“Life is hard, and then you die.”  This is today’s inspirational topic.  While I tend to be a cockeyed optimist, there is a certain amount of truth to this worn-out statement.  Life is filled with difficulties – death, unfair taxes, but worst of all, a little something called “Spring Forward.”  This is a hellish government plot to steal an hour of our lives each March.  And this, of course, leads to  “Black Monday.”

Why, we ask, does the government heap this misery on us when we already face so many other hardships?  For example, take “Suggested Posts” on Facebook.  Where is the government to protect us from those?  “Suggested Posts” are like the Facebook version of that irritating neighbor who keeps dropping by uninvited.  (Related side note: This grief does not apply to Jocularious.com.  In fact, now would be a great time to share this post on Facebook.  And by “now,” I’m referring to “right now” as in, “this very moment.”  We thank you for your cooperation.)

I don’t spring well.  Never have.  Back in my high school PE class (which should really be called “PA” for “physical activity” – and very little of that) my less than energetic PE teacher (read that: worked on crossword puzzles on his clipboard while we physically educated ourselves) would have these “units” on various sports.  I don’t recall a unit on gymnastics, but during gymnastics season we’d horse around on the equipment which the gymnastic people so kindly left out in the open so that we could engage in what I must emphatically describe as Completely Unsupervised life threatening activities.  The good news is that no one ever sustained permanent paralysis.  Talk about a lesson.  This whole “pommel horse” thing is about two light years harder than it looks.  It’s like running full speed into the side of a midsized Toyota.  But I digress.  My fascinating original point is that this was when I first realized I didn’t spring well.  I lack a penchant for springing.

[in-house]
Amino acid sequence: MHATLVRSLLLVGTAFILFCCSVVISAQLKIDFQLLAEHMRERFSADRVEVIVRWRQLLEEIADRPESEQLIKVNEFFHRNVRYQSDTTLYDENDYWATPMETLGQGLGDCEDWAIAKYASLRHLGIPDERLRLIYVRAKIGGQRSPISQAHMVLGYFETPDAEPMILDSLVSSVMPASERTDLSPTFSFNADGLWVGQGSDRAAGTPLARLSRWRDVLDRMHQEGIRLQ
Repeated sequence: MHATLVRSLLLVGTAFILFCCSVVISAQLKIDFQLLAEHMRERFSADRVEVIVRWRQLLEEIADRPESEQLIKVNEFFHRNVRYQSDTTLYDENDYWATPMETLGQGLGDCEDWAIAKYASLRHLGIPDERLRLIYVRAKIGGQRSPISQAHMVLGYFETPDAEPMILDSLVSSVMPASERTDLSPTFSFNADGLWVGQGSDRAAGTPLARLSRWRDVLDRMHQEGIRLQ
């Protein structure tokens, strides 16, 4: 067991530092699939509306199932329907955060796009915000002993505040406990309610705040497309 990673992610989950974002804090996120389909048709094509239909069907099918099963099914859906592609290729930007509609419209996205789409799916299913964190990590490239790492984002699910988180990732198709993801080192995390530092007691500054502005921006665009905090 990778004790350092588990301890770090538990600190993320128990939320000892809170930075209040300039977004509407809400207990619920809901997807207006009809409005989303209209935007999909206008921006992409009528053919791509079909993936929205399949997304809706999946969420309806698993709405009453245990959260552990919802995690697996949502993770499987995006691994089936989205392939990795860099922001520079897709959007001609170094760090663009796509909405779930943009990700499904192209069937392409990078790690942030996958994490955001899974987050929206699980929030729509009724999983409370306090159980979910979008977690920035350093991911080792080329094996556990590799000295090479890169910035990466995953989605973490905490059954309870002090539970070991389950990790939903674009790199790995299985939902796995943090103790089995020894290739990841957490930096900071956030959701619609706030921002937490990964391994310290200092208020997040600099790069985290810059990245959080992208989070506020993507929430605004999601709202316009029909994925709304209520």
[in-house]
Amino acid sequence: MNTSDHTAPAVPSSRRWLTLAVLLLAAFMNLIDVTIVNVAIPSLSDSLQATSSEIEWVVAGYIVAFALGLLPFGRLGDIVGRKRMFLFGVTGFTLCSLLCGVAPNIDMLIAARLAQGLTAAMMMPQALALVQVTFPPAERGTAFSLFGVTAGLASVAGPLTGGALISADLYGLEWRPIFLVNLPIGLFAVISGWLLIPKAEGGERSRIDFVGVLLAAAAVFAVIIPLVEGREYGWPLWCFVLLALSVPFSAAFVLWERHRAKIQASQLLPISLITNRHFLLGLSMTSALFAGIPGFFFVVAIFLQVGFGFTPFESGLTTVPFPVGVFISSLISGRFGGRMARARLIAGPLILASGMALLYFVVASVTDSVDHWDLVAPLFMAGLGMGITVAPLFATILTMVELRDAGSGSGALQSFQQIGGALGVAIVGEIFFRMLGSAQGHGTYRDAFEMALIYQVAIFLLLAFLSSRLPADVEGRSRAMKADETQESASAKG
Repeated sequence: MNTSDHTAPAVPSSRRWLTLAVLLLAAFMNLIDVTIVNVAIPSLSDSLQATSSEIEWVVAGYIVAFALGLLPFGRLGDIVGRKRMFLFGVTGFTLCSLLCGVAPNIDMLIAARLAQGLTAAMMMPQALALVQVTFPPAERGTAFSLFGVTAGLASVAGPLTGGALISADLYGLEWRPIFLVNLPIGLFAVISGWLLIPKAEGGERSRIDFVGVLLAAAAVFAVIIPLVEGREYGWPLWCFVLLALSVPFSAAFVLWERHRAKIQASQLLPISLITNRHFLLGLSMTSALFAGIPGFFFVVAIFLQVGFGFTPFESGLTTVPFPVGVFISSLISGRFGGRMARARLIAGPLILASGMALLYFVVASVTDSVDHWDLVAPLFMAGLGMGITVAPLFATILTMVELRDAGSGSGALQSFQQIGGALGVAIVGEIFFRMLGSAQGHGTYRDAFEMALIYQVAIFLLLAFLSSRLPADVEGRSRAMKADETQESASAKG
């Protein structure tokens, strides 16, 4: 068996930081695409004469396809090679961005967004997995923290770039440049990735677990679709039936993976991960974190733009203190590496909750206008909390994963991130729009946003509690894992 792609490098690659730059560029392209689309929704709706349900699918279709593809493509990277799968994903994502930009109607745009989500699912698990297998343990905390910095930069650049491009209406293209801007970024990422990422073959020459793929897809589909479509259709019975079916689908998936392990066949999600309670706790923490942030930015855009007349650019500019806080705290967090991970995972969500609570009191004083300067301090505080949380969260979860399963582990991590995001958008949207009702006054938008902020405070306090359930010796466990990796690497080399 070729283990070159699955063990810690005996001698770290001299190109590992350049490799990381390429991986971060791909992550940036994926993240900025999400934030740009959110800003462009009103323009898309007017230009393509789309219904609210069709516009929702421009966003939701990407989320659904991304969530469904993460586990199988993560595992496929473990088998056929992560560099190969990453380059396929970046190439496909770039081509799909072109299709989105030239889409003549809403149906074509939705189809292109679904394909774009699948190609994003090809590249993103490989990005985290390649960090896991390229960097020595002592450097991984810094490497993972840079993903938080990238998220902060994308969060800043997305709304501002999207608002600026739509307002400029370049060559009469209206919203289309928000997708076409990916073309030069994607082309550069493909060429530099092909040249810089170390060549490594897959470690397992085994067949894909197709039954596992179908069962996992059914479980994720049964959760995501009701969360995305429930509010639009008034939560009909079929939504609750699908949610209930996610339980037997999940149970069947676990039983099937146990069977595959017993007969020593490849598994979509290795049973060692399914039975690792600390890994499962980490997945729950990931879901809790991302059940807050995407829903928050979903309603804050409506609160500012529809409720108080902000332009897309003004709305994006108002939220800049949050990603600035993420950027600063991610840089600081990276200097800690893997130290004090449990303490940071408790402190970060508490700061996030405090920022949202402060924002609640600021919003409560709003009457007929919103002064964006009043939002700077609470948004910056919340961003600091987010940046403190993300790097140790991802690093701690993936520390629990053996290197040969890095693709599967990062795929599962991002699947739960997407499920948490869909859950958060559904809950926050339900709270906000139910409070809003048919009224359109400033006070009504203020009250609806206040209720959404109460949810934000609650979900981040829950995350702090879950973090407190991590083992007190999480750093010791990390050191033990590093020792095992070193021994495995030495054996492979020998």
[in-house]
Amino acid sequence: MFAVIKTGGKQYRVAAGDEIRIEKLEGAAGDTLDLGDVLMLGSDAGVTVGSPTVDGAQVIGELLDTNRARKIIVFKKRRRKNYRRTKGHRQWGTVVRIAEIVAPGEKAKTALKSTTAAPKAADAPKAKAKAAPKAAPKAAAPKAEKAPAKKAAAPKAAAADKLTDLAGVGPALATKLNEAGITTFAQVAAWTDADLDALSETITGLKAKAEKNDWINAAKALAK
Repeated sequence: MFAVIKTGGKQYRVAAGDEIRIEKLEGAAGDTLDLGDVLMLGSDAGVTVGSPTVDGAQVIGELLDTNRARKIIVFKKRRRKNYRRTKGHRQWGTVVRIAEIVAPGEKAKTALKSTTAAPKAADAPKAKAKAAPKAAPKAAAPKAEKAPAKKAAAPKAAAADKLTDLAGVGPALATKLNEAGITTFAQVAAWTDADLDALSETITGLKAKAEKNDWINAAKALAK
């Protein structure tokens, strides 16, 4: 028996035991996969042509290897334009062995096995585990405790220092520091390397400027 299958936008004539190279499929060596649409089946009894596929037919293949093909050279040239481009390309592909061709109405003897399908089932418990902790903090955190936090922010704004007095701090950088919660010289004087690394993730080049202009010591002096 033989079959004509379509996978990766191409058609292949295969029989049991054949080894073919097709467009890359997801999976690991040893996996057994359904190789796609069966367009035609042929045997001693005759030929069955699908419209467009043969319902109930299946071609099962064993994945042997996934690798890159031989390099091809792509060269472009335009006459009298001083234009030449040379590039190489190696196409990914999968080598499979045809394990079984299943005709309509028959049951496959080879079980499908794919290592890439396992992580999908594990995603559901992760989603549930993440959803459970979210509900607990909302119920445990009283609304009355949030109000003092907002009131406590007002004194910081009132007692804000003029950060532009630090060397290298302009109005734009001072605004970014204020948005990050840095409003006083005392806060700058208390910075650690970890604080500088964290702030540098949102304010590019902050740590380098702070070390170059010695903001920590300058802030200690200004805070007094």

On a related topic, not only don’t I spring, I don’t even like to use a ladder.  I have slowly come to agree with my sister, who I will refer to as “Sandie” because her real name is Alicia, but she goes by Sandie.  My sister Alicia who goes by Sandie takes a very vocal position that middle-aged men don’t belong on ladders because they don’t have the same agility they had in their younger years, but they are sadly too stupid to know it.  Having learned this lesson the hard way, I am now one of her “anti middle-aged men on ladders” disciples.  In fact, I’m thinking of picketing Home Depot with a sign that depicts the outline of a potbellied man placing his foot on the first rung of a ladder with one of those circles with a line slashed through it.